Trickle-down theory also predicts a positive correlation between inequality and economic growth, the idea being that income disparities strengthen motivation to get ahead. Yet when researchers track the data within individual countries over time, they find a negative correlation. In the decades immediately after World War II, for example, income inequality was low by historical standards, yet growth rates in most industrial countries were extremely high. In contrast, growth rates have been only about half as large in the years since 1973, a period in which inequality has been steadily rising.

The same pattern has been observed in cross-national data. For example, using data from the World Bank and the Organization for Economic Co-operation and Development for a sample of 65 industrial nations, the economists Alberto Alesina and Dani Rodrick found lower growth rates in countries where higher shares of national income went to the top 5 percent and the top 20 percent of earners. In contrast, larger shares for poor and middle-income groups were associated with higher growth rates. Again and again, the observed pattern is the opposite of the one predicted by trickle-down theory.

The trickle-down theorist’s view of the world is nicely captured by a Donald Reilly cartoon depicting two well-fed executives nursing cocktails on a summer afternoon as they lounge on flotation devices in a pool. Pointing to himself, one says angrily to the other, “If those soak-the-rich birds get their way, I can tell you here’s one coolie who’ll stop” working so hard.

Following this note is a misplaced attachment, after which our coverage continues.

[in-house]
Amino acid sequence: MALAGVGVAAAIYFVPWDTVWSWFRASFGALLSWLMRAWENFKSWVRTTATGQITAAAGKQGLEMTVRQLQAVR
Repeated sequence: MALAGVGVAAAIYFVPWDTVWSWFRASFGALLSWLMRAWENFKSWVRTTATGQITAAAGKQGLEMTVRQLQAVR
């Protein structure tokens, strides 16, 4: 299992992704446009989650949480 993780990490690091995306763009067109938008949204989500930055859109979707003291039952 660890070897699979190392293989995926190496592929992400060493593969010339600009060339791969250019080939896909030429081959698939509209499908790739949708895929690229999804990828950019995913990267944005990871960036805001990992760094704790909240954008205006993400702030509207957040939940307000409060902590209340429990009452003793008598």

This portrait bears little resemblance to reality. In the 1950s, American executives earned far lower salaries and faced substantially higher marginal tax rates than they do today. Yet most of them competed energetically for higher rungs on the corporate ladder. The claim that slightly higher tax rates would cause today’s executives to abandon that quest is simply not credible.

In the United States, trickle-down theory’s insistence that a more progressive tax structure would compromise economic growth has long blocked attempts to provide valued public services. Thus, although every other industrial country provides universal health coverage, trickle-down theorists insist that the wealthiest country on earth cannot afford to do so. Elizabeth Edwards faces her battle with cancer with the full support of the world’s most advanced medical system, yet millions of other Americans face similar battles without even minimal access to that system.

Low- and middle-income families are not the only ones who have been harmed by our inability to provide valued public services. For example, rich and poor alike would benefit from an expansion of the Energy Department’s program to secure stockpiles of nuclear materials that remain poorly guarded in the former Soviet Union. Instead, the Bush administration has cut this program, even as terrorists actively seek to acquire nuclear weaponry.

The rich are where the money is. Many top earners would willingly pay higher taxes for public services that promise high value. Yet trickle-down theory, which is supported neither by theory nor evidence, continues to stand in the way. This theory is ripe for abandonment.

Robert H. Frank, an economist at the Johnson School of Management at Cornell University, is the author of “The Economic Naturalist,” which will be published next month. Contact: